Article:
No. 20490.

713 P.2d 60 (1986)

The STATE of Utah, Plaintiff and Respondent, v. Jerry L. MARTIN, Defendant and Appellant.

Supreme Court of Utah.

January 13, 1986.

Attorney(s) appearing for the Case

Steven L. Hansen, Murray, for defendant and appellant.

David L. Wilkinson, Atty. Gen., Salt Lake City, for plaintiff and respondent.

DURHAM, Justice:

The defendant was convicted of unlawful distribution for value of a controlled substance under U.C.A., 1953, § 58-37-8(1)(a)(iii) (Supp. 1985). A pretrial motion to dismiss based on a theory of entrapment was denied, and the jury likewise rejected the defendant's entrapment defense. The defendant argues on appeal that the facts show entrapment as a matter of law.

The evidence at trial was in conflict. We summarize the evidence favorable to the jury verdict. An undercover narcotics officer met Toby Wells, an acquaintance of the defendant, and established a relationship with him over a period of several weeks. During this time, the officer told Wells that the officer was prepared to pay $35,000 for a pound of cocaine and would give Wells either an ounce of cocaine or $2,500 for arranging a purchase. The officer did not give Wells any directions or instructions as to how Wells was to obtain the cocaine. Wells contacted the defendant by telephone on numerous occasions, at first asking him for a small amount of cocaine and eventually telling him that Wells had a buyer who wanted a pound. During the same period of time Wells was urging the defendant to provide cocaine for the sale, Wells was also contacting other suppliers, without success. After numerous calls from Wells to the defendant, in which the defendant said he did not know if he could obtain the cocaine but would look around, the defendant agreed to the sale. At no time did Wells disclose to the officer any information regarding the defendant. The officer never gave Wells any suggestions or directions specifically relating to his dealings with the defendant.

When the defendant told Wells he had the cocaine and would make the sale, Wells and the officer went to the defendant's home. Although Wells (whose wife was a close friend of the defendant's wife) testified that the defendant tried to back out of the sale at the last minute and that the officer verbally threatened him and grabbed his arm, the officer denied that there was any such exchange. Wells did not know until after he and the defendant were arrested following the cocaine transaction that the officer was an undercover agent.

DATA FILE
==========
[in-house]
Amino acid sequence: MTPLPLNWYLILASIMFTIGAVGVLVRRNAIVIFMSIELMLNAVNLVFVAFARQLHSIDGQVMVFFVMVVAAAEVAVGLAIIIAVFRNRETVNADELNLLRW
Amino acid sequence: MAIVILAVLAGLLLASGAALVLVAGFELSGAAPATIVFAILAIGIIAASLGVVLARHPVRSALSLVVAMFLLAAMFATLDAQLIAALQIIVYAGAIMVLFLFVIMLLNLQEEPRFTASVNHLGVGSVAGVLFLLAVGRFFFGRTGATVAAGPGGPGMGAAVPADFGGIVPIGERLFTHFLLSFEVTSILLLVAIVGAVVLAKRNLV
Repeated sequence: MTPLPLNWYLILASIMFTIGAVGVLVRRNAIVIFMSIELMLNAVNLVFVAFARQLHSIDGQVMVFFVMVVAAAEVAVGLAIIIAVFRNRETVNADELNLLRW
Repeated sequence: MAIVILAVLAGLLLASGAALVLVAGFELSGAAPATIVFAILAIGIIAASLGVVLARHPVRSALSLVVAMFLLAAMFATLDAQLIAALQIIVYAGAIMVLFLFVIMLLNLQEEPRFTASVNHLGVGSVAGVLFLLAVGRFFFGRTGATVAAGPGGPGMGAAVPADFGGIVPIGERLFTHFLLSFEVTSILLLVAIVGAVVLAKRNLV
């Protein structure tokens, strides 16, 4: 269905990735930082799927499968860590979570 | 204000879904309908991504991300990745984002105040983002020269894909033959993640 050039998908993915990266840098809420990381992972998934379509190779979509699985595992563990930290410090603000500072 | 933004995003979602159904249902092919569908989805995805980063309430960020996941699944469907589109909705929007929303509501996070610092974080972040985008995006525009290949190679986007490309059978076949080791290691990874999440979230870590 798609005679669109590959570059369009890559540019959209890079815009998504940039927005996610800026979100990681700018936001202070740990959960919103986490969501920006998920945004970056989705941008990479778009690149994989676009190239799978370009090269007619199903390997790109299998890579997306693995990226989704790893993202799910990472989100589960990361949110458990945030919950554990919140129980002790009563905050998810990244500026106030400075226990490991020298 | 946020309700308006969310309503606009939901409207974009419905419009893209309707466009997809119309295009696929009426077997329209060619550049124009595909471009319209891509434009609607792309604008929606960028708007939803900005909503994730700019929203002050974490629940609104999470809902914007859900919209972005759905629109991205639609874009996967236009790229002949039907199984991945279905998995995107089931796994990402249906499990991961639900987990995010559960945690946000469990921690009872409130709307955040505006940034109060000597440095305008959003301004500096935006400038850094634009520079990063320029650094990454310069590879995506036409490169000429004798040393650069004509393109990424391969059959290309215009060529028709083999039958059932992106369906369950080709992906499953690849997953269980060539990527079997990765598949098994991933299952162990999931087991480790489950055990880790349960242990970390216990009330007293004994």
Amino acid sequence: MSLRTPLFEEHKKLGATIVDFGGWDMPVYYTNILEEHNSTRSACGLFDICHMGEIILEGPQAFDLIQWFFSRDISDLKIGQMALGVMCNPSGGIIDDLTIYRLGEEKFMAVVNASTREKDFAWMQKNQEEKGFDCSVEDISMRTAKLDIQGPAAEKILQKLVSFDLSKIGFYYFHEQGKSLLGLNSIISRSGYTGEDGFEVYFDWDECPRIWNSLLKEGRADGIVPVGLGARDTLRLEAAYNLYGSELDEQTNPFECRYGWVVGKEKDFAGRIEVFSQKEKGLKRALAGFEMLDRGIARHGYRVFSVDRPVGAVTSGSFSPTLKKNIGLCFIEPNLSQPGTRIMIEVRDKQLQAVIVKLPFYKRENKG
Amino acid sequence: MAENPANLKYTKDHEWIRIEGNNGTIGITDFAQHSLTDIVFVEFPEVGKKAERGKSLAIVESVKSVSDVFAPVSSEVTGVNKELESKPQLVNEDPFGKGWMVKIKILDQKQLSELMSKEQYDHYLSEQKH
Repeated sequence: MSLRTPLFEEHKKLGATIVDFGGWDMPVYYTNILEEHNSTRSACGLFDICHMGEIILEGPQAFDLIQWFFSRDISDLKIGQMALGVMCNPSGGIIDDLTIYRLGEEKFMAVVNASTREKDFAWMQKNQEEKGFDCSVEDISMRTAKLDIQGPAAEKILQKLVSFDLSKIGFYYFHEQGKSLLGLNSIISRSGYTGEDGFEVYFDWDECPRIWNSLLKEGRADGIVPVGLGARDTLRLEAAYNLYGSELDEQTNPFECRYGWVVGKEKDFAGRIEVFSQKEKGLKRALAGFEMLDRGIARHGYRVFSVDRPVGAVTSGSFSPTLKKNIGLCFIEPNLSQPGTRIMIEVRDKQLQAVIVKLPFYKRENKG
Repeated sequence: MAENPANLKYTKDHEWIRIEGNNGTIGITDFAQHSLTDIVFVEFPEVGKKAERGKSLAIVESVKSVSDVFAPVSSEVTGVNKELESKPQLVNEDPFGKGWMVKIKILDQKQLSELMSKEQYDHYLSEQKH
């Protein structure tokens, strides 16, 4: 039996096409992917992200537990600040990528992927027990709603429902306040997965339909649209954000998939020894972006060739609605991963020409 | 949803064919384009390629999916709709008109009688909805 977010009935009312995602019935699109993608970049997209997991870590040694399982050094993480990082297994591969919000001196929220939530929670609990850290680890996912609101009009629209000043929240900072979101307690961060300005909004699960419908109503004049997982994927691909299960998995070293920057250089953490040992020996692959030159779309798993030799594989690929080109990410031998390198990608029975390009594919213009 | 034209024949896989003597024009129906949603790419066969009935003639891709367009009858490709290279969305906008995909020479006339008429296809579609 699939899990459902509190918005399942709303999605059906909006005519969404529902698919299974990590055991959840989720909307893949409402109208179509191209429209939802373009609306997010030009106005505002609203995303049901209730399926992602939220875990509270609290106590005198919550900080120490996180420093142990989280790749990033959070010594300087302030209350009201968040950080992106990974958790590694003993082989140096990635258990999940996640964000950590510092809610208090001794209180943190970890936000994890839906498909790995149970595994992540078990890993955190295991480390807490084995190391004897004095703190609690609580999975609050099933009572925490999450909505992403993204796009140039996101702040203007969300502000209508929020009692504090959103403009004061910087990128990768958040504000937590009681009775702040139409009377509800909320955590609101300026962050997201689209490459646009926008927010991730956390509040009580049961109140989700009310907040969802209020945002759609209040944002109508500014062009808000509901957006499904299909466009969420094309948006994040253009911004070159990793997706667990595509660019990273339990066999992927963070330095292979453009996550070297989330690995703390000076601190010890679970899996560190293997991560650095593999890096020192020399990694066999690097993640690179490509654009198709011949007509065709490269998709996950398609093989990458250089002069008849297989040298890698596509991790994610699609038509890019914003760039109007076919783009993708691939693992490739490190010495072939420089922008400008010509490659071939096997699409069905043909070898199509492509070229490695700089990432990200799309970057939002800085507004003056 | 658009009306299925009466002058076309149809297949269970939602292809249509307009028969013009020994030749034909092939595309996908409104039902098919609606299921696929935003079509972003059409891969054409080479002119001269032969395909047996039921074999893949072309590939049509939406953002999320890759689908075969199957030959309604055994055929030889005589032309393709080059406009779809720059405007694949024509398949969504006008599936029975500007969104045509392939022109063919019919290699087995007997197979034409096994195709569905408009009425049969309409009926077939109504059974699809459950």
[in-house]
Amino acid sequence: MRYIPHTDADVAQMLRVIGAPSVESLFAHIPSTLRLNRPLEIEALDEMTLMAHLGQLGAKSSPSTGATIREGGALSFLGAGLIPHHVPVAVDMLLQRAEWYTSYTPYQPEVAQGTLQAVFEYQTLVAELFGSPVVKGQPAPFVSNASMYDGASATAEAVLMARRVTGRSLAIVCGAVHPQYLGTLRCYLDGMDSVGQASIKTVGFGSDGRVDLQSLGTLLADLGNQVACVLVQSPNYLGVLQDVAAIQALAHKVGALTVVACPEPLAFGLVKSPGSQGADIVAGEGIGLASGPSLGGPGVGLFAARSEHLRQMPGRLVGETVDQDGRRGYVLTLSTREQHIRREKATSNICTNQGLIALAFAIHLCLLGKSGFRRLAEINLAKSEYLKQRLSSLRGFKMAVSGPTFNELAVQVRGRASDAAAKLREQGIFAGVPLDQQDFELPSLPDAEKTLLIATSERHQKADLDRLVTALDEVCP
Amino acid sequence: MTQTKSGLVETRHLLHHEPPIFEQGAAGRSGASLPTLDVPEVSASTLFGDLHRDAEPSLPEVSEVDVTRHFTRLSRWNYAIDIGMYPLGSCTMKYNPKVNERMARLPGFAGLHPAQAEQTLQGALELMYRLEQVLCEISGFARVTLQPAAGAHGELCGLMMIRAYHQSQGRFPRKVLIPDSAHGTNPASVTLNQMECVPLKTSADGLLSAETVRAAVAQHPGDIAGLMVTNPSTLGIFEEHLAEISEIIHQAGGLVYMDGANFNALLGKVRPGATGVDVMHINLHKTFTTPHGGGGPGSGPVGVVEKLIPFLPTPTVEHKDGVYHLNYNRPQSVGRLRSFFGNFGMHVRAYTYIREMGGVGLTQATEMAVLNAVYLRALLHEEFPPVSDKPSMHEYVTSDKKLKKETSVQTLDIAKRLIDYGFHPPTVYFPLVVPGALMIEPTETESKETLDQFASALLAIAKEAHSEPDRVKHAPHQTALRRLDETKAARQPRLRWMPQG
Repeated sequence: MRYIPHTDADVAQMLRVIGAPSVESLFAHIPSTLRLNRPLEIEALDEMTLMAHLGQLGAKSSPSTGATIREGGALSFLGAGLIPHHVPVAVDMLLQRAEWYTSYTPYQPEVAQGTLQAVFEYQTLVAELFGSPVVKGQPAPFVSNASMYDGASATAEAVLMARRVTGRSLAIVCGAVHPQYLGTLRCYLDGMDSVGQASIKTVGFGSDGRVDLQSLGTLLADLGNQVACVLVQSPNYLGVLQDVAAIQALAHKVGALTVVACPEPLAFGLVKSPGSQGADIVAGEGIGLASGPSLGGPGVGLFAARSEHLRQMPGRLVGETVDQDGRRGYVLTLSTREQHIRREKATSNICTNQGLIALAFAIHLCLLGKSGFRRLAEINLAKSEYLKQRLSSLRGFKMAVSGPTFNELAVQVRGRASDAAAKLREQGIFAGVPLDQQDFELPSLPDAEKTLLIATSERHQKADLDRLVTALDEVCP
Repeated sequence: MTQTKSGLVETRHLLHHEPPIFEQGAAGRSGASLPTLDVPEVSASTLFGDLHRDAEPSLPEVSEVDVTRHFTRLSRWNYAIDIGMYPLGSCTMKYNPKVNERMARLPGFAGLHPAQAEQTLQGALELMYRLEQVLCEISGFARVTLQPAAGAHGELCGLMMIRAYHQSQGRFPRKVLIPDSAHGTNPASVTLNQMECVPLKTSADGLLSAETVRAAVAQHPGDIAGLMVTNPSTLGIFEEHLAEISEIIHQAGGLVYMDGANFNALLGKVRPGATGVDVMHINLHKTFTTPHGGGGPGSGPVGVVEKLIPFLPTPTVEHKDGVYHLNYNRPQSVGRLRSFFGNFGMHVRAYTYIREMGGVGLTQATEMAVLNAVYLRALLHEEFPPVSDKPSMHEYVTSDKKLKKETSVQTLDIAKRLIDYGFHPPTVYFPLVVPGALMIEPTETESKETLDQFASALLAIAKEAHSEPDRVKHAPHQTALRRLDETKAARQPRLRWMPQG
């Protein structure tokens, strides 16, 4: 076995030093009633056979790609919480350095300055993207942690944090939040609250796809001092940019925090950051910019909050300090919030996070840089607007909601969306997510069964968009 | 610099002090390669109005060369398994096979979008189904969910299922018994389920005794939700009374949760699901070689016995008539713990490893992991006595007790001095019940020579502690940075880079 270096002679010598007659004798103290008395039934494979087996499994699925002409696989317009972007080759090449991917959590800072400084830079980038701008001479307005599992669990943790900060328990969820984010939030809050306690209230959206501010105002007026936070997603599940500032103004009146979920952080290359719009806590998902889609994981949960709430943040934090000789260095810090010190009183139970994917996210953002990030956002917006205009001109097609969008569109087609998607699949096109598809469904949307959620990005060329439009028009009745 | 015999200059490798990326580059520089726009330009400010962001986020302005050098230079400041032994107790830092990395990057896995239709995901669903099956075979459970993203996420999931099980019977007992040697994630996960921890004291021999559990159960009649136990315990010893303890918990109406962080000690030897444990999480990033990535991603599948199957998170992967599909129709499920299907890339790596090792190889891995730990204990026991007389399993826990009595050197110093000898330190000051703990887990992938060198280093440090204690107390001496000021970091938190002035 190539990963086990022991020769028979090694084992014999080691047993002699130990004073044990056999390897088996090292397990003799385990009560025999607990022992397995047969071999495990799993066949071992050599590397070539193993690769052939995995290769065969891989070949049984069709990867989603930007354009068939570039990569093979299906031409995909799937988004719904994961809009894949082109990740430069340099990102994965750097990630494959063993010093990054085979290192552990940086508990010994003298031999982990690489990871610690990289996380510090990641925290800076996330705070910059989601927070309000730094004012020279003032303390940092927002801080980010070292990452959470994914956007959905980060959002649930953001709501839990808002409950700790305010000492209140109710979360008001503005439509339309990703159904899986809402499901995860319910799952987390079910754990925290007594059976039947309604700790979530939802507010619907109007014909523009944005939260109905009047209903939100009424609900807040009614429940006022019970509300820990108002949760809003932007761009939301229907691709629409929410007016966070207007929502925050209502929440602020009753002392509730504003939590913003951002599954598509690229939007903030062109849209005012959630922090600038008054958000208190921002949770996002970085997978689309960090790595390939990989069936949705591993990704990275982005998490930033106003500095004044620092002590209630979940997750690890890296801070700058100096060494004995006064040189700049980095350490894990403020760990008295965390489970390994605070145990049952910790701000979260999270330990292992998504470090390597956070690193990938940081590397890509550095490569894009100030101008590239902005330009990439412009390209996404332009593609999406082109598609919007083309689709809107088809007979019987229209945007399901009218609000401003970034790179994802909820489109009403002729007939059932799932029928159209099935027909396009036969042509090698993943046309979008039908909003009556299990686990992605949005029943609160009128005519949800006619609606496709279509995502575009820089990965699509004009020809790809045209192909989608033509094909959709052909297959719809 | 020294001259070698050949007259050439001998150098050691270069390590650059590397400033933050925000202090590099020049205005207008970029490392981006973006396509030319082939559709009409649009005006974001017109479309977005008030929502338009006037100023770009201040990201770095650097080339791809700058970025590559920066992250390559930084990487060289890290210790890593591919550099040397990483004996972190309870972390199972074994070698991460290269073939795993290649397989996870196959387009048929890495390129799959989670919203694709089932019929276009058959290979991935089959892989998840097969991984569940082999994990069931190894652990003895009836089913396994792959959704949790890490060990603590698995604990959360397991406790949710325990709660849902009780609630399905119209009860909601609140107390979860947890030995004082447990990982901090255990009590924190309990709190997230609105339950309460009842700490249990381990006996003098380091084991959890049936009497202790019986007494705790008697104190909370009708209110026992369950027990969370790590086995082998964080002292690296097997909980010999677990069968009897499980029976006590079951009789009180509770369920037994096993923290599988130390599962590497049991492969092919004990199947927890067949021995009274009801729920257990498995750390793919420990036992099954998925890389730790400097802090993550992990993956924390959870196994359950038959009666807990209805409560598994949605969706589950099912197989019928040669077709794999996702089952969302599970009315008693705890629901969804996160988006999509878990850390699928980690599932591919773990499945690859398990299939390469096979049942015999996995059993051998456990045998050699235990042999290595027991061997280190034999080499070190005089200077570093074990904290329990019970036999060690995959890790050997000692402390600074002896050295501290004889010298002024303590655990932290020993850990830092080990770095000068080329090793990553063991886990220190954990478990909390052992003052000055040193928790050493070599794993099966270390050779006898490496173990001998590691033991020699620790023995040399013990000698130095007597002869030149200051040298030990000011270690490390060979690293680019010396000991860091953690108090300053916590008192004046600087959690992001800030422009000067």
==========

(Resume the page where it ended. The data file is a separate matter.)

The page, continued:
The defendant argues that his conviction must be reversed because, as a matter of law, Wells entrapped him under the direction of the officer. Our statute on entrapment reads:

Entrapment occurs when a law enforcement officer or a person directed by or acting in co-operation with the officer induces the commission of an offense in order to obtain evidence... by methods creating a substantial risk that the offense would be committed by one not otherwise ready to commit it.

U.C.A., 1953, § 76-2-303(1) (emphasis added).

The defendant's argument fails on two grounds. First, the evidence, when viewed in a light most favorable to the jury's verdict, does not support the conclusion that the methods used by Wells created a substantial risk that the offense would be committed by one not otherwise ready to commit it. None of the personalized high-pressure tactics or appeals to extreme vulnerability present in recent entrapment cases before this Court existed in this case. See State v. Cripps, Utah, 692 P.2d 747 (1984); State v. Sprague, Utah, 680 P.2d 404 (1984); State v. Taylor, Utah, 599 P.2d 496 (1979). The facts relied on by the defendant — repeated telephone requests and promises of a large profit — are insufficient to constitute illegal inducement in this context where the officer was unaware of the defendant's identity. Furthermore, there is no evidence in the record that Wells was directed by or acting in cooperation with the officer in relation to a specific individual. Rather, the officer merely gave Wells the information he was to use in setting up the sale with whomever Wells found to supply the drugs. The defendant argues that a person can be "directed" by the police without that person's knowledge. We agree that it would certainly be possible for a person to be unknowingly "directed" in entrapment activities by the police, within the meaning of our statute; however, that would require some degree of focus on a specific individual, which was not evident in this case.

The conviction is affirmed.

HALL, C.J., and STEWART, HOWE and ZIMMERMAN, JJ., concur.


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